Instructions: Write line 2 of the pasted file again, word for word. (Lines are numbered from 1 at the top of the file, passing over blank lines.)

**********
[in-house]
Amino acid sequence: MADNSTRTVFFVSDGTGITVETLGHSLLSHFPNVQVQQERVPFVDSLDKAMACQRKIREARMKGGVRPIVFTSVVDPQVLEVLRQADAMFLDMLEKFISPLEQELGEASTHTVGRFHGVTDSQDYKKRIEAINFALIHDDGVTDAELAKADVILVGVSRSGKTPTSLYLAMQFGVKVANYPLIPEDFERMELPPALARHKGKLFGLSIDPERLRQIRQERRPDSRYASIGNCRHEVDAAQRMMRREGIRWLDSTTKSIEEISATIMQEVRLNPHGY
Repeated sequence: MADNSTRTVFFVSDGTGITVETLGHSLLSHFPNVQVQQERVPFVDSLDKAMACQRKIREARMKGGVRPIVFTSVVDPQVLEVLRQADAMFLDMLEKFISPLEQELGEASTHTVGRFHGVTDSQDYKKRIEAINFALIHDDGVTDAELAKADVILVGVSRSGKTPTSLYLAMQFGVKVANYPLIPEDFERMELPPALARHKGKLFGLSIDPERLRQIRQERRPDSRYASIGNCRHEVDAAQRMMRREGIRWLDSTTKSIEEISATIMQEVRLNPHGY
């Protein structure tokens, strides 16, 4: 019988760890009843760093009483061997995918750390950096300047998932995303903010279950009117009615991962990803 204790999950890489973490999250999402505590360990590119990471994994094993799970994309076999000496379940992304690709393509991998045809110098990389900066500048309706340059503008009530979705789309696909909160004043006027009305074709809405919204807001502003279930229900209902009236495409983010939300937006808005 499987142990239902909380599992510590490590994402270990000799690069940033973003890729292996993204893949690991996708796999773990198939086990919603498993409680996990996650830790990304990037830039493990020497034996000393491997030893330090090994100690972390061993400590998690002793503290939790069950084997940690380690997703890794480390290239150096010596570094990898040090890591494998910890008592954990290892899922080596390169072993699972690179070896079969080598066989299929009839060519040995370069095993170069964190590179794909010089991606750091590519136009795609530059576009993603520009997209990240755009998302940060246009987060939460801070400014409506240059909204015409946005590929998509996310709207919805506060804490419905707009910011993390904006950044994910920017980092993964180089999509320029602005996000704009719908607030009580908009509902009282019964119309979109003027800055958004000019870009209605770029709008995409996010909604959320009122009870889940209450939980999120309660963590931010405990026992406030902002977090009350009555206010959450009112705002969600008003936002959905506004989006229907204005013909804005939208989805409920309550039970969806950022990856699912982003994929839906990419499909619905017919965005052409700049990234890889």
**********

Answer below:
Amino acid sequence: MADNSTRTVFFVSDGTGITVETLGHSLLSHFPNVQVQQERVPFVDSLDKAMACQRKIREARMKGGVRPIVFTSVVDPQVLEVLRQADAMFLDMLEKFISPLEQELGEASTHTVGRFHGVTDSQDYKKRIEAINFALIHDDGVTDAELAKADVILVGVSRSGKTPTSLYLAMQFGVKVANYPLIPEDFERMELPPALARHKGKLFGLSIDPERLRQIRQERRPDSRYASIGNCRHEVDAAQRMMRREGIRWLDSTTKSIEEISATIMQEVRLNPHGY